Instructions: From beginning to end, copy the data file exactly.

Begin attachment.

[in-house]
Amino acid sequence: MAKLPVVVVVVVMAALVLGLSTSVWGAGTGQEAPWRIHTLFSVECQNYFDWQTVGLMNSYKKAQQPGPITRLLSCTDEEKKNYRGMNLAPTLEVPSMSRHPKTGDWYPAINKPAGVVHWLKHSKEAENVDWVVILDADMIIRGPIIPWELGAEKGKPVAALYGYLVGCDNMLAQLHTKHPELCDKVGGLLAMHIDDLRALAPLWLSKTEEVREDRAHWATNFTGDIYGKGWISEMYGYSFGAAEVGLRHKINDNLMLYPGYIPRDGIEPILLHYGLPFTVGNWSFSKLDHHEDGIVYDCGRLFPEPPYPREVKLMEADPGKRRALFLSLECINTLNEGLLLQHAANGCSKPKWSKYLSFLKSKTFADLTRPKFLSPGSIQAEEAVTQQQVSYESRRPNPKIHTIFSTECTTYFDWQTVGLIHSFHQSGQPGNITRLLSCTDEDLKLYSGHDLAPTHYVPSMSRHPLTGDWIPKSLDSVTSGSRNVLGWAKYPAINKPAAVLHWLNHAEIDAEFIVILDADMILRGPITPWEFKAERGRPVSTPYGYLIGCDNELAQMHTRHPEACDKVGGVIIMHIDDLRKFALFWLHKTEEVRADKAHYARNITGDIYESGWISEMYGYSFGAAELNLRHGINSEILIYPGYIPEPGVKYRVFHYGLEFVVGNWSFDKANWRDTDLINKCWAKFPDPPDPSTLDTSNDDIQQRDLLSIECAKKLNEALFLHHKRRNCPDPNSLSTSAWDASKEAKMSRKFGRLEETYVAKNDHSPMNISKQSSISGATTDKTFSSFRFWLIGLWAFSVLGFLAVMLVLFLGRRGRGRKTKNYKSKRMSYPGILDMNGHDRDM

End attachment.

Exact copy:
[in-house]
Amino acid sequence: MAKLPVVVVVVVMAALVLGLSTSVWGAGTGQEAPWRIHTLFSVECQNYFDWQTVGLMNSYKKAQQPGPITRLLSCTDEEKKNYRGMNLAPTLEVPSMSRHPKTGDWYPAINKPAGVVHWLKHSKEAENVDWVVILDADMIIRGPIIPWELGAEKGKPVAALYGYLVGCDNMLAQLHTKHPELCDKVGGLLAMHIDDLRALAPLWLSKTEEVREDRAHWATNFTGDIYGKGWISEMYGYSFGAAEVGLRHKINDNLMLYPGYIPRDGIEPILLHYGLPFTVGNWSFSKLDHHEDGIVYDCGRLFPEPPYPREVKLMEADPGKRRALFLSLECINTLNEGLLLQHAANGCSKPKWSKYLSFLKSKTFADLTRPKFLSPGSIQAEEAVTQQQVSYESRRPNPKIHTIFSTECTTYFDWQTVGLIHSFHQSGQPGNITRLLSCTDEDLKLYSGHDLAPTHYVPSMSRHPLTGDWIPKSLDSVTSGSRNVLGWAKYPAINKPAAVLHWLNHAEIDAEFIVILDADMILRGPITPWEFKAERGRPVSTPYGYLIGCDNELAQMHTRHPEACDKVGGVIIMHIDDLRKFALFWLHKTEEVRADKAHYARNITGDIYESGWISEMYGYSFGAAELNLRHGINSEILIYPGYIPEPGVKYRVFHYGLEFVVGNWSFDKANWRDTDLINKCWAKFPDPPDPSTLDTSNDDIQQRDLLSIECAKKLNEALFLHHKRRNCPDPNSLSTSAWDASKEAKMSRKFGRLEETYVAKNDHSPMNISKQSSISGATTDKTFSSFRFWLIGLWAFSVLGFLAVMLVLFLGRRGRGRKTKNYKSKRMSYPGILDMNGHDRDM